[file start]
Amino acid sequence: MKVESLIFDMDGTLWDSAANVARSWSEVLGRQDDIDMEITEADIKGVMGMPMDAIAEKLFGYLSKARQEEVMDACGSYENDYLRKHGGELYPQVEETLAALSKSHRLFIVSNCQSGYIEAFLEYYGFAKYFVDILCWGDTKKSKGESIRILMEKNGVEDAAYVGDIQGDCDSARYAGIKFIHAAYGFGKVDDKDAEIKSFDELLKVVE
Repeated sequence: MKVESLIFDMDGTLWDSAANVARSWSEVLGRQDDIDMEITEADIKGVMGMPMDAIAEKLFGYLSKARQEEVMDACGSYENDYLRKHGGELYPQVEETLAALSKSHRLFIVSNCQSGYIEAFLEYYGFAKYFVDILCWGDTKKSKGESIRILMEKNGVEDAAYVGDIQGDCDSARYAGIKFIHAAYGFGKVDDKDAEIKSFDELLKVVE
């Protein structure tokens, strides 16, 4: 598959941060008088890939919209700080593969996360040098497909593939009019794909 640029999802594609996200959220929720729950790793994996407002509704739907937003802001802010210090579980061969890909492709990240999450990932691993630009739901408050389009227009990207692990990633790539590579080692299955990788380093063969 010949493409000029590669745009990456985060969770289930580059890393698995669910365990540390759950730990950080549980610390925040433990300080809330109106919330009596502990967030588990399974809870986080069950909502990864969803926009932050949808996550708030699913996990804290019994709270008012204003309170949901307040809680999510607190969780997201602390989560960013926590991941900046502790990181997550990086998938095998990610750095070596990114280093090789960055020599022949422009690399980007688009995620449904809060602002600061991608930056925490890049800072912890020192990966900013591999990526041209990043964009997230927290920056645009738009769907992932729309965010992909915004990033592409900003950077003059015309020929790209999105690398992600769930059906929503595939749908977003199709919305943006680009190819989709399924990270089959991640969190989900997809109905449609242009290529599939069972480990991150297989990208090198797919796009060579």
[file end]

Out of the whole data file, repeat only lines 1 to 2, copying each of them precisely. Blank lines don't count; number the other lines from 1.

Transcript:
Amino acid sequence: MKVESLIFDMDGTLWDSAANVARSWSEVLGRQDDIDMEITEADIKGVMGMPMDAIAEKLFGYLSKARQEEVMDACGSYENDYLRKHGGELYPQVEETLAALSKSHRLFIVSNCQSGYIEAFLEYYGFAKYFVDILCWGDTKKSKGESIRILMEKNGVEDAAYVGDIQGDCDSARYAGIKFIHAAYGFGKVDDKDAEIKSFDELLKVVE
Repeated sequence: MKVESLIFDMDGTLWDSAANVARSWSEVLGRQDDIDMEITEADIKGVMGMPMDAIAEKLFGYLSKARQEEVMDACGSYENDYLRKHGGELYPQVEETLAALSKSHRLFIVSNCQSGYIEAFLEYYGFAKYFVDILCWGDTKKSKGESIRILMEKNGVEDAAYVGDIQGDCDSARYAGIKFIHAAYGFGKVDDKDAEIKSFDELLKVVE